Edge of the Grave by Robbie Morrison

March 4, 2021

Glasgow, 1932.

When the son-in-law of one of the city’s wealthiest families is found floating in the River Clyde with his throat cut, it falls to Inspector Jimmy Dreghorn to lead the murder case – despite sharing a troubled history of his own with the victim’s widow.

From the flying fists and flashing blades of Glasgow’s gangland underworld, to the backstabbing upper echelons of government and big business, Dreghorn will have to dig deep into Glasgow society to find out who wanted the man dead and why.

All the while, a sadistic murderer stalks the post-war city leaving a trail of dead bodies in their wake. As the case deepens, will Dreghorn find the killer – or lose his own life in the process?

Much like corporation buses, you wait for one historical crime novel set in Glasgow to arrive and then three come along at once. I recently read and reviewed Bobby March Will Live Forever by Alan Parks and in a couple of weeks I’ll be reading The April Dead, also by Parks. Sandwiched between the two we have Edge of the Grave by Robbie Morrison. Fortunately, Alan Parks’ novels are set in the nineteen-seventies while Morrison’s debut takes place in the nineteen-thirties. The only common ground is the city itself.

Detective Inspector Jimmy Dreghorn is a bit of a novelty. He is the first Catholic officer in a police force primarily made up of Protestants*. Jimmy has a no-nonsense approach to policework and will happily bust a few heads to get results. When a mutilated body washes up near a shipyard, he is given the task of uncovering the culprit. Between chapters, there are flashbacks of Jimmy’s life before the Great War as well as his time in the trenches. In modern parlance, I suspect we would probably describe Jimmy as suffering from something akin to post-traumatic stress. He has seen so much blood and death it has fundamentally changed his outlook on life. The only thing that keeps him going is a tenacity fuelled by copious amounts of booze and cigarettes. I got the distinct impression that if Jimmy didn’t have his job, he would likely already be dead. For me, the best detectives are the ones who are barely functioning human beings. They are so driven by the need to make sense of their world it makes following their journey utterly fascinating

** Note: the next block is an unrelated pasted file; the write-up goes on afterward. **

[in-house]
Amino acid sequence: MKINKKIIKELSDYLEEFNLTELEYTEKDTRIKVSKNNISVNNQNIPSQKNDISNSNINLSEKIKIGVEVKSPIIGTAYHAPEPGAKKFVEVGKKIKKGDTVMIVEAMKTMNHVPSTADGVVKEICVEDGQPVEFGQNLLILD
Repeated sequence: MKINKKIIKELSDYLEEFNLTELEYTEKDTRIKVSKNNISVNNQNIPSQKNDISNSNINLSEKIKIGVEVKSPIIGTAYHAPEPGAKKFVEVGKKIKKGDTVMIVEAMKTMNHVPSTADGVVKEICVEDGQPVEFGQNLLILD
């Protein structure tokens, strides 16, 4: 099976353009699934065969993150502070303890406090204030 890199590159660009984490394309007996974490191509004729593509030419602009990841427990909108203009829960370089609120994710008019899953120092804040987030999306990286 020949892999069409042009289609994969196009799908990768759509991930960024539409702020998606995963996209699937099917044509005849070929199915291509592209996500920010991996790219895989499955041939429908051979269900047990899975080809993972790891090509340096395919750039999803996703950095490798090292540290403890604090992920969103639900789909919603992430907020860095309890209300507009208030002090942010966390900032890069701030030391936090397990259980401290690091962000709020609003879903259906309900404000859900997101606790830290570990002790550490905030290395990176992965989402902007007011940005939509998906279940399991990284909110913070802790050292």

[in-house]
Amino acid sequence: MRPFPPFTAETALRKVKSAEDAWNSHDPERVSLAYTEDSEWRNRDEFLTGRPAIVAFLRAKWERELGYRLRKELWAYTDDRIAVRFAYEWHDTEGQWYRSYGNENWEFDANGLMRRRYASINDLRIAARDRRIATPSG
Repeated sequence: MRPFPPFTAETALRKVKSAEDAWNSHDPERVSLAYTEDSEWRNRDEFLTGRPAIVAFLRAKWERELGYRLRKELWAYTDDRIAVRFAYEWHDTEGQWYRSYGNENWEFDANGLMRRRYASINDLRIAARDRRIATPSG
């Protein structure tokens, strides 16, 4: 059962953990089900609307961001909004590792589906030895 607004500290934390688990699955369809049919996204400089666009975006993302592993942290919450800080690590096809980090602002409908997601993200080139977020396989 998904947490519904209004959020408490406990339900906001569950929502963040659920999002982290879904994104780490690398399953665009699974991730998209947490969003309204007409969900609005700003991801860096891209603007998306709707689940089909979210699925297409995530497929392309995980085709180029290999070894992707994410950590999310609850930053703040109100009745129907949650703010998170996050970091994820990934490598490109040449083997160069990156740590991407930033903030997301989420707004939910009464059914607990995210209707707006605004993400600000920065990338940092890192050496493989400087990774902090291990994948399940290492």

One of the novel’s many highlights was Jimmy’s partner, ‘Bonnie’ Archie McDaid. A strapping Highlander, McDaid is the polar opposite of Jimmy. Where DI Dreghorn is a pugnacious scrappy little fighter, McDaid is a man mountain. Away from his job, Jimmy lives an almost monastic existence while McDaid has a family waiting at home. They complement one another and you see that with the easy camaraderie they share.

There is something deliciously lurid about Morrison’s vision of Glasgow. Just below the wafer-thin veneer of civility is a city rife with corruption. Everywhere there is prostitution, gangland violence, social problems and political manoeuvring. It’s hardly a surprise when tensions boil over and bad things happen. Historically, there was so much money and heavy industry in and around Glasgow it was considered Britain’s second city. Morrison’s novel is set just after that period and you can see evidence of the rot beginning to set in. this is a city moving from boom to bust. The Great Depression has burst the post-war economic bubble and the shipyards on the Clyde aren’t the hive of activity they once were. With low employment, slum housing and sectarian gangs stalking the streets, violence has become the norm. The powers that be make the decision that they will fight fire with fire. Jimmy and his colleagues are compared more than once to The Untouchables, and this seems entirely apt. They will do whatever it takes to get the job done.

Morrison peppers the narrative with some cracking colloquiums that I can confirm are all one hundred per cent accurate. You can’t beat a bit of slang to give your characters that extra air of authenticity.

On an entirely personal note, I was extremely pleased to see mention of a village very close to my childhood home. I guess that’s one of the many reasons why I enjoy crime fiction set in the west coast of Scotland. Weird though it may sound, it always makes me feel a little homesick and misty-eyed for ‘the auld country’.

This debut kept me enthralled from the first page. The plot keeps getting darker and darker, and by the novel’s climax you really want to see Jimmy dish out some justice. Robbie Morrison’s evocative storytelling places the reader right in the heart of the action. Things get pretty grim, but that’s what held my attention. I had to know how things were going to turn out.

Edge of the Grave is published by Pan MacMillan and is available now. Here’s hoping there will be more DI Jimmy Dreghorn novels in the future. I’d certainly be happy to read them.

My musical recommendation to accompany Edge of the Grave is the soundtrack to season four of Peaky Blinders by Antony Genn and Martin Slattery. There is something dark, almost tribal about the music. Seems like a good fit while reading about a city full of rival gangs and violent tendencies.

*Take it from me, in Glasgow in that time period this would have been a huge deal. There are still people to this day who bang on about the importance of religion and football in the town.


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